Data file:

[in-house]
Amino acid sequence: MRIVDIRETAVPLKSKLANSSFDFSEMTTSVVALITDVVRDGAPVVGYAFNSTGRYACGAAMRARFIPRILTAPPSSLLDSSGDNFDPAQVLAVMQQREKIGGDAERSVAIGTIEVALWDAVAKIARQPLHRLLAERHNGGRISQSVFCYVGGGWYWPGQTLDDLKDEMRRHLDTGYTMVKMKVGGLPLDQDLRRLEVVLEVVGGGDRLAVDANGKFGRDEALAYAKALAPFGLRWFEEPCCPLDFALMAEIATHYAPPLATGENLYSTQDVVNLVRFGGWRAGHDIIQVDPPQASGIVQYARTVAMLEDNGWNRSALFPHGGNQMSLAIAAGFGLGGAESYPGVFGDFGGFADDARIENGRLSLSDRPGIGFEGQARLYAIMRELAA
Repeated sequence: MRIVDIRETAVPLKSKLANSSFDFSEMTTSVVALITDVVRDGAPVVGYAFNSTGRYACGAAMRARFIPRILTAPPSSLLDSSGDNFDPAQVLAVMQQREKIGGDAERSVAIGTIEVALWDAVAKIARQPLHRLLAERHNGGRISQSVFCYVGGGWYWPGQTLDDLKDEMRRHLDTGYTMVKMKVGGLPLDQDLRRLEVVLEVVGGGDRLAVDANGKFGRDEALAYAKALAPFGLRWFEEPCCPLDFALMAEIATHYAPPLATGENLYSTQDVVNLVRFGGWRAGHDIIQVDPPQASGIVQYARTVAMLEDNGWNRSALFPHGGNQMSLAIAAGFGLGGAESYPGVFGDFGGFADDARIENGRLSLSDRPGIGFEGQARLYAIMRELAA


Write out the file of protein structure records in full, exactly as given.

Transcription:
[in-house]
Amino acid sequence: MRIVDIRETAVPLKSKLANSSFDFSEMTTSVVALITDVVRDGAPVVGYAFNSTGRYACGAAMRARFIPRILTAPPSSLLDSSGDNFDPAQVLAVMQQREKIGGDAERSVAIGTIEVALWDAVAKIARQPLHRLLAERHNGGRISQSVFCYVGGGWYWPGQTLDDLKDEMRRHLDTGYTMVKMKVGGLPLDQDLRRLEVVLEVVGGGDRLAVDANGKFGRDEALAYAKALAPFGLRWFEEPCCPLDFALMAEIATHYAPPLATGENLYSTQDVVNLVRFGGWRAGHDIIQVDPPQASGIVQYARTVAMLEDNGWNRSALFPHGGNQMSLAIAAGFGLGGAESYPGVFGDFGGFADDARIENGRLSLSDRPGIGFEGQARLYAIMRELAA
Repeated sequence: MRIVDIRETAVPLKSKLANSSFDFSEMTTSVVALITDVVRDGAPVVGYAFNSTGRYACGAAMRARFIPRILTAPPSSLLDSSGDNFDPAQVLAVMQQREKIGGDAERSVAIGTIEVALWDAVAKIARQPLHRLLAERHNGGRISQSVFCYVGGGWYWPGQTLDDLKDEMRRHLDTGYTMVKMKVGGLPLDQDLRRLEVVLEVVGGGDRLAVDANGKFGRDEALAYAKALAPFGLRWFEEPCCPLDFALMAEIATHYAPPLATGENLYSTQDVVNLVRFGGWRAGHDIIQVDPPQASGIVQYARTVAMLEDNGWNRSALFPHGGNQMSLAIAAGFGLGGAESYPGVFGDFGGFADDARIENGRLSLSDRPGIGFEGQARLYAIMRELAA